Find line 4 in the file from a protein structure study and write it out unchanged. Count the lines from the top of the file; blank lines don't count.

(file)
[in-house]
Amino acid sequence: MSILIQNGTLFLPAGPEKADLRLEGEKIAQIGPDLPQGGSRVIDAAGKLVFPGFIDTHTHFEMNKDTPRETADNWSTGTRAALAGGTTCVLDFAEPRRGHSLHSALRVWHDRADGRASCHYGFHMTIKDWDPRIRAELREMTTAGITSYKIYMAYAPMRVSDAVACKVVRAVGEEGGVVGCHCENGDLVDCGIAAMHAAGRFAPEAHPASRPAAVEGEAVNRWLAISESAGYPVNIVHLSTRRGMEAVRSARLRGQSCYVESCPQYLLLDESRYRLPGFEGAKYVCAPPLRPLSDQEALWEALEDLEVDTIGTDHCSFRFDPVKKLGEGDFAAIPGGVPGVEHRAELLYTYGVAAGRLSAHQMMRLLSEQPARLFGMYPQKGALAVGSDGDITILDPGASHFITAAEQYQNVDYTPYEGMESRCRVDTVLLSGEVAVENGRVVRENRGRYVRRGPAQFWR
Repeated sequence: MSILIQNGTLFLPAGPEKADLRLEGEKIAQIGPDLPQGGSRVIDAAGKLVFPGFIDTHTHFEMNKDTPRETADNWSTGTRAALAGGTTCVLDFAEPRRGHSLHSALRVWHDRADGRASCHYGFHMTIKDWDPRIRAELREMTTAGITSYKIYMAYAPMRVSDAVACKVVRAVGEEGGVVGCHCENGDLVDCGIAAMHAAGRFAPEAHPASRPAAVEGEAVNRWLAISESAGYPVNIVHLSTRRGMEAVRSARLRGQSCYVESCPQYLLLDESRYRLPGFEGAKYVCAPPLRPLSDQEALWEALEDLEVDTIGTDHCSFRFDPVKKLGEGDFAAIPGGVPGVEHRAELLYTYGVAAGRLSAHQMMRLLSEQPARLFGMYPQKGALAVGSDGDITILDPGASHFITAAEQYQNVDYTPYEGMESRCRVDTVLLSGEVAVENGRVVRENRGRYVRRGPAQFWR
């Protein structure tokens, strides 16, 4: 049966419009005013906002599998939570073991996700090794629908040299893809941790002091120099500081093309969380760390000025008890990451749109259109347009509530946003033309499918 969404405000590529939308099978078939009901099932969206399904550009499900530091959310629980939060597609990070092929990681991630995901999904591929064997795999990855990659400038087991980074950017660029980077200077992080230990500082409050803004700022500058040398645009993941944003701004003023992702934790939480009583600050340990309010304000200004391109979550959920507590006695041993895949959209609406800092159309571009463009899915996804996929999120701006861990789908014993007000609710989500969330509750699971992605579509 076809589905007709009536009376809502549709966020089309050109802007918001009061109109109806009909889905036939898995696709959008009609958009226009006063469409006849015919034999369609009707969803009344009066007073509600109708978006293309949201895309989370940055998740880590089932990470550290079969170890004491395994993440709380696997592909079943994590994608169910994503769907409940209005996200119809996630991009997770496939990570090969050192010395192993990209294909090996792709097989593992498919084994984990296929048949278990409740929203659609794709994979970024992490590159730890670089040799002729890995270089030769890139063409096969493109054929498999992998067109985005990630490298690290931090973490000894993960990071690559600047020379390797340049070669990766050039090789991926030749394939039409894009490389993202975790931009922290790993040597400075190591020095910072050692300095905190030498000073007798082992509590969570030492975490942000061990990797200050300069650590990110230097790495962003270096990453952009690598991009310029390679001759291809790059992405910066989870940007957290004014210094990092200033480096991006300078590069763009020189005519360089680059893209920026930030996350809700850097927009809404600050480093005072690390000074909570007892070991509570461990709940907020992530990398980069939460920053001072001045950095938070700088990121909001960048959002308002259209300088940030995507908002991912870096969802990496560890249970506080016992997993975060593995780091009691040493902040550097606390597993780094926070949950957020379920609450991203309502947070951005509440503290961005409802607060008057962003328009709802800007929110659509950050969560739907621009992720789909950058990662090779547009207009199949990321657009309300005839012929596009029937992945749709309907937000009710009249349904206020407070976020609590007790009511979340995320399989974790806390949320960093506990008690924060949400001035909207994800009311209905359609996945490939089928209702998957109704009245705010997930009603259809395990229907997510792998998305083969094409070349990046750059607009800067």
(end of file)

């Protein structure tokens, strides 16, 4: 049966419009005013906002599998939570073991996700090794629908040299893809941790002091120099500081093309969380760390000025008890990451749109259109347009509530946003033309499918 969404405000590529939308099978078939009901099932969206399904550009499900530091959310629980939060597609990070092929990681991630995901999904591929064997795999990855990659400038087991980074950017660029980077200077992080230990500082409050803004700022500058040398645009993941944003701004003023992702934790939480009583600050340990309010304000200004391109979550959920507590006695041993895949959209609406800092159309571009463009899915996804996929999120701006861990789908014993007000609710989500969330509750699971992605579509 076809589905007709009536009376809502549709966020089309050109802007918001009061109109109806009909889905036939898995696709959008009609958009226009006063469409006849015919034999369609009707969803009344009066007073509600109708978006293309949201895309989370940055998740880590089932990470550290079969170890004491395994993440709380696997592909079943994590994608169910994503769907409940209005996200119809996630991009997770496939990570090969050192010395192993990209294909090996792709097989593992498919084994984990296929048949278990409740929203659609794709994979970024992490590159730890670089040799002729890995270089030769890139063409096969493109054929498999992998067109985005990630490298690290931090973490000894993960990071690559600047020379390797340049070669990766050039090789991926030749394939039409894009490389993202975790931009922290790993040597400075190591020095910072050692300095905190030498000073007798082992509590969570030492975490942000061990990797200050300069650590990110230097790495962003270096990453952009690598991009310029390679001759291809790059992405910066989870940007957290004014210094990092200033480096991006300078590069763009020189005519360089680059893209920026930030996350809700850097927009809404600050480093005072690390000074909570007892070991509570461990709940907020992530990398980069939460920053001072001045950095938070700088990121909001960048959002308002259209300088940030995507908002991912870096969802990496560890249970506080016992997993975060593995780091009691040493902040550097606390597993780094926070949950957020379920609450991203309502947070951005509440503290961005409802607060008057962003328009709802800007929110659509950050969560739907621009992720789909950058990662090779547009207009199949990321657009309300005839012929596009029937992945749709309907937000009710009249349904206020407070976020609590007790009511979340995320399989974790806390949320960093506990008690924060949400001035909207994800009311209905359609996945490939089928209702998957109704009245705010997930009603259809395990229907997510792998998305083969094409070349990046750059607009800067």